I'm Dropping Out....
When I was in high school, I conducted a gruesome science experiment: I tested the impact of dwindling space on white mice. Randy males and females were allowed to multiply at will. I proportionately increased food and water with the increased mouse population; the only limitation was space.
The overcrowded mice resorted to bloody aggression. Desperate to maintain their space, they turned on each other. Young mice attacked their elders. Parents ate their babies. Every mouse fought to protect its turf, like beleaguered activists vying for the last space left from which to maintain their sense of purpose.
One of the greatest obstacles I see to creating significant change in my community – or in any community – is turf-building. I see it among the privileged progressives in America, I see it among the mainstream media who live or die by ratings points, and I even see it here on this site.
When one is driven out of power, when power is driven out of one, choices are limited: fight back, beholden oneself to the powerful, or withdraw. I’d always measured power in stingy units of information and influence. Power was something to seize, or at least cozy up to, and once in its proximity, to hoard. This definition equates power with control, with conquest, and limits power to a finite commodity. It stems from insecurity.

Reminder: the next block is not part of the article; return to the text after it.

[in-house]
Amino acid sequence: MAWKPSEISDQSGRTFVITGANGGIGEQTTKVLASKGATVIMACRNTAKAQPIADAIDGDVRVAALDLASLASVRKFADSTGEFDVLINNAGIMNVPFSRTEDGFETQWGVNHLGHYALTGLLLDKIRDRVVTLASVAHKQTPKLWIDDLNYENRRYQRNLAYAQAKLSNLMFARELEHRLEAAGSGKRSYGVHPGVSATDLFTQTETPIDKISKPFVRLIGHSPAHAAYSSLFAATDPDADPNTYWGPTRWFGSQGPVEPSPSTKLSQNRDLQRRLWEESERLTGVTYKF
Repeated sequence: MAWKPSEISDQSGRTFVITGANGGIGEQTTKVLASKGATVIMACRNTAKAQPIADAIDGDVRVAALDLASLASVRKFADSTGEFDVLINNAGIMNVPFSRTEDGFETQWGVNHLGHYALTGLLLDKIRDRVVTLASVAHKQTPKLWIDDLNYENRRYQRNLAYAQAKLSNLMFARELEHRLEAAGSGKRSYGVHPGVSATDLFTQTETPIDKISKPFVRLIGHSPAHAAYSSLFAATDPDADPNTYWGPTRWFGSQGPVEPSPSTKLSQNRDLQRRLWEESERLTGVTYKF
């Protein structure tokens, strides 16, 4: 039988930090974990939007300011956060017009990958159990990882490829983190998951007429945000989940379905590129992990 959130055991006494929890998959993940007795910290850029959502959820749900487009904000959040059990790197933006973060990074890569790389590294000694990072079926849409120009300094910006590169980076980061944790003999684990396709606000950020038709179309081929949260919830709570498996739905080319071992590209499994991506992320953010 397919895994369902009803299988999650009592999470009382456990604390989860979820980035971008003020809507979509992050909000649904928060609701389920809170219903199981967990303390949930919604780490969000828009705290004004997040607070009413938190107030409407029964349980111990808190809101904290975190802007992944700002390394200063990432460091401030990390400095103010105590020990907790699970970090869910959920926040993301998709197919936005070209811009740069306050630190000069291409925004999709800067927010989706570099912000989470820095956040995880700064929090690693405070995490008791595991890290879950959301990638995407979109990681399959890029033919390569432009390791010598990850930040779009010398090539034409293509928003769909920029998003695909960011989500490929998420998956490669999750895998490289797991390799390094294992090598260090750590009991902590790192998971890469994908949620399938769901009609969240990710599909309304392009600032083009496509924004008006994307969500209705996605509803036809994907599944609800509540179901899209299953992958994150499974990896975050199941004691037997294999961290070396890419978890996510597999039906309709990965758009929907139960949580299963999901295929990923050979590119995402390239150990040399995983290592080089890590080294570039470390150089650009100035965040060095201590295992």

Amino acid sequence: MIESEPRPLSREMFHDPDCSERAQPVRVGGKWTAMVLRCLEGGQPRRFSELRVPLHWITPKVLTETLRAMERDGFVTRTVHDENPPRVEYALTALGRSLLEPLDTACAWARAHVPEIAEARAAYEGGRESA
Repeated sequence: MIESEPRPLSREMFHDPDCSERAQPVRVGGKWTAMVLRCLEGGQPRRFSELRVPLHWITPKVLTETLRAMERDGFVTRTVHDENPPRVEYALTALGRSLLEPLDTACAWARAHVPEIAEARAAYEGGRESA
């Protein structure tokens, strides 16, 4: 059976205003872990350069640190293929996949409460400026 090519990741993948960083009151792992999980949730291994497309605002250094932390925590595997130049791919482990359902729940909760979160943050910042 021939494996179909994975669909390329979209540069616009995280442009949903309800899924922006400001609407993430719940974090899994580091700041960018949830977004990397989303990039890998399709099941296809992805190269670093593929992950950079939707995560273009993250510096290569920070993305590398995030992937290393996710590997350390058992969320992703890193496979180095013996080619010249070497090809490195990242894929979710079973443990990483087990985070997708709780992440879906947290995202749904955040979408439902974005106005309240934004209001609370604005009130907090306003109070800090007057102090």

Now, I want neither to fight nor to embolden those who justify the ends by justifying their means. I no longer care about being important, I want to do something important, something significant for the refugees I’ve met. I don’t know what that “something” is, but I’d hoped harnessing social media could get me closer.
But even social media sites that promote social change require their writers to give up their rights. Writers of Huffington Post, a liberal blog, for example, are unionizing after the site reaped a huge profit for the founder – after years of siphoning free copy from struggling writers. Elsewhere, writers are refusing to provide free copy to web sites that require relinquishing all rights and control over their work. More interested in demagoguery than democracy, some of these web sites seem too afraid or too distrustful of actual political and economic power to seize it and then pass it on.
Until these institutions recognize that power is attained best when it is given not taken, that turf does not equate influence, and that the old paradigm won’t die if we keep cutting and pasting boiler-plate legalese, true change will remain elusive.
Perhaps the greatest obstacle I see to creating change in my community is just plain weariness. Optimism gets strangled in the fine print. And, my goodness, we do get a lot of fine print, don't we?
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